Prima facie, Savarkar is relevant only to the right side of Israeli politics. But as these quotes show, it seems that Savarkar's messages on Israel are of bipartisan nature. Compulsory recruitment for women, as well as the decision to divide the Land of Israel, do not belong to the right-wing ethos in Israel, but to the Labor legacy.

Hindu nationalism under the Hindutva label, undoubtedly holds more support today among the Israeli right than the left. But if we compare Zionism with Hindutva, we will find that in both cases there was an attempt to rebrand and reboot Indic religions and Judaism as modern nations.

If we delve into Zionist history, we will find that those who fought against the ultra-Orthodox establishment and Reform Judaism who claimed that Judaism is only a religion and Jews are not a nation, came from all branches of Zionism.

When the aforementioned Israeli panelist, who feared that there was no basis for a discussion comparing Jabotinsky and Savarkar, was exposed to Savarkar's own words, he quickly saw the modern, rational, and atheistic sides of Savarkar's ideas, and concluded that there were indeed quite a few similarities between the two thinkers.

But the possibility of Savarkar's acceptance in Israel as an important thinker of the Indian Right takes two to tango. Right-wing think tanks in India have not yet invested much effort in exporting Indian right-wing intellectuals.

Savarkar is not alone. Swami Vivekananda's political importance in Indian nationalism is completely unknown in Israel. On the Israeli side, there are conservative intellectual bodies that try to promote right-wing intellectual thought in Israel. Their sources of inspiration come exclusively from the West, and they are not at all familiar with the struggle for the Indian national identity between the Secularists and Hindutva.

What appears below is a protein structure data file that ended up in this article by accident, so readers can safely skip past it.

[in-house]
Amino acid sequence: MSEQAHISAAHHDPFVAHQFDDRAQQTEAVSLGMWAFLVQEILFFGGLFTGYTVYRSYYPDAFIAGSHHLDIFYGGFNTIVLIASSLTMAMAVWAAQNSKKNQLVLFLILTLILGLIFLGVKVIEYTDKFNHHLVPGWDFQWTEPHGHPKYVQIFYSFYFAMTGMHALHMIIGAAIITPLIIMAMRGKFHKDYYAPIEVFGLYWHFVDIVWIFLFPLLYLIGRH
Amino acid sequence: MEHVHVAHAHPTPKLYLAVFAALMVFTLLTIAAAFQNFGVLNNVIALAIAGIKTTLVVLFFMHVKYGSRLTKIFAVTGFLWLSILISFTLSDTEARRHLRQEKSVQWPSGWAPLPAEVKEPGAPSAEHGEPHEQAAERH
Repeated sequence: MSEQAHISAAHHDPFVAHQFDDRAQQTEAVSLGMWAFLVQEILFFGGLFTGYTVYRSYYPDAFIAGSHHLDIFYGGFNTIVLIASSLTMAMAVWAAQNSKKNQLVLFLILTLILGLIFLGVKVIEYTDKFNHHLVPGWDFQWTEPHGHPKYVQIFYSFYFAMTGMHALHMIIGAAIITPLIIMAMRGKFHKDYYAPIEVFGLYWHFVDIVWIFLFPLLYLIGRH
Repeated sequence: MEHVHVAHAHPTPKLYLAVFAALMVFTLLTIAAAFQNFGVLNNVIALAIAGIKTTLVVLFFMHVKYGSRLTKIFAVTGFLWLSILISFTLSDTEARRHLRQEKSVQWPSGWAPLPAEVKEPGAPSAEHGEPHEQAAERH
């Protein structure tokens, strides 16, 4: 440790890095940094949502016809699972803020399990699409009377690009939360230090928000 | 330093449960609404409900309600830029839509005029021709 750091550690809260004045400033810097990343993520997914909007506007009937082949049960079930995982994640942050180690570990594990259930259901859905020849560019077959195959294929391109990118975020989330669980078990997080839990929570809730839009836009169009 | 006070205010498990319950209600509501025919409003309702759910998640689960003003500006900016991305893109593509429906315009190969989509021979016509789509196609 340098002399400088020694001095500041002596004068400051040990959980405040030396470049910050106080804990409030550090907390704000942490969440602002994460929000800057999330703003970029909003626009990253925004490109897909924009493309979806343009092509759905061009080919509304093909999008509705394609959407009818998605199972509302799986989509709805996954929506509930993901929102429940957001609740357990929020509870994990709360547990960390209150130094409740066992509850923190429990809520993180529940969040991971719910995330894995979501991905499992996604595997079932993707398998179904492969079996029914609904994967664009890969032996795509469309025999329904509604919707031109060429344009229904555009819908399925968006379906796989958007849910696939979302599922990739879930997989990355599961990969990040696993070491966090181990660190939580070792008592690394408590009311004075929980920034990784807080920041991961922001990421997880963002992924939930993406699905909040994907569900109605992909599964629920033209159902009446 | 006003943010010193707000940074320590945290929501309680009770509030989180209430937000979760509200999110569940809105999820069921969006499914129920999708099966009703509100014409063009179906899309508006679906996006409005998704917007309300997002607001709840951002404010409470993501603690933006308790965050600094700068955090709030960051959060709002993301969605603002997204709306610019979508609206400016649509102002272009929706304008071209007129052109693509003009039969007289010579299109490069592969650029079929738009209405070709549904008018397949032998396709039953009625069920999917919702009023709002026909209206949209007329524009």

But on the most fundamental level, the Israeli/Jewish encounter with India is happening now for the first time in history. When Rabbi Yehudah HaLevi wrote in his classic, The Kuzari, of "The Wise Men of India" in the 12th century Spanish Golden Age, these were fictional characters. He had never met an Indian.

The problem is that even after hundreds of thousands of Israeli tourists and backpackers in India, and despite excellent relations between the two countries, Israeli ignorance about the political thinkers of modern India –barring Mahatma Gandhi- is the same as it was 30 years ago, when there were no full diplomatic relations between the two countries. Nothing can mask the fact that the impact of Savarkar's political thinking is greater than Gandhi's in India 2022.

The pristine meeting of rising civilisations is an auspicious moment in history. Bridges must be built not only through business ties or Twitter sensations, but on a foundational level, bottom up. We must discover each other, from our illustrious Classical cultures to our modern heroes, to the fast and furious Millennial culture. There is so much to discover, if only we both decide to send out the proper expeditions.

Lev Aran is the former coordinator of Israel-India Parliamentary Friendship League, Israel-based freelance columnist and journalist. His work has been published in 'Makor Rishon', 'Mida', 'YNET', 'MargASIA' among other publications. The writer's interview with Dattatreya Hosabale, General Secretary of the Rashtriya Swayamsevak Sangh, has been published in Haaretz newspaper last January. Yeshaya Rosenman is a freelance journalist and podcast editor in Hebrew and English publications in Israel. His latest piece was an interview with Pallavi Joshi about 'The Kashmir Files'.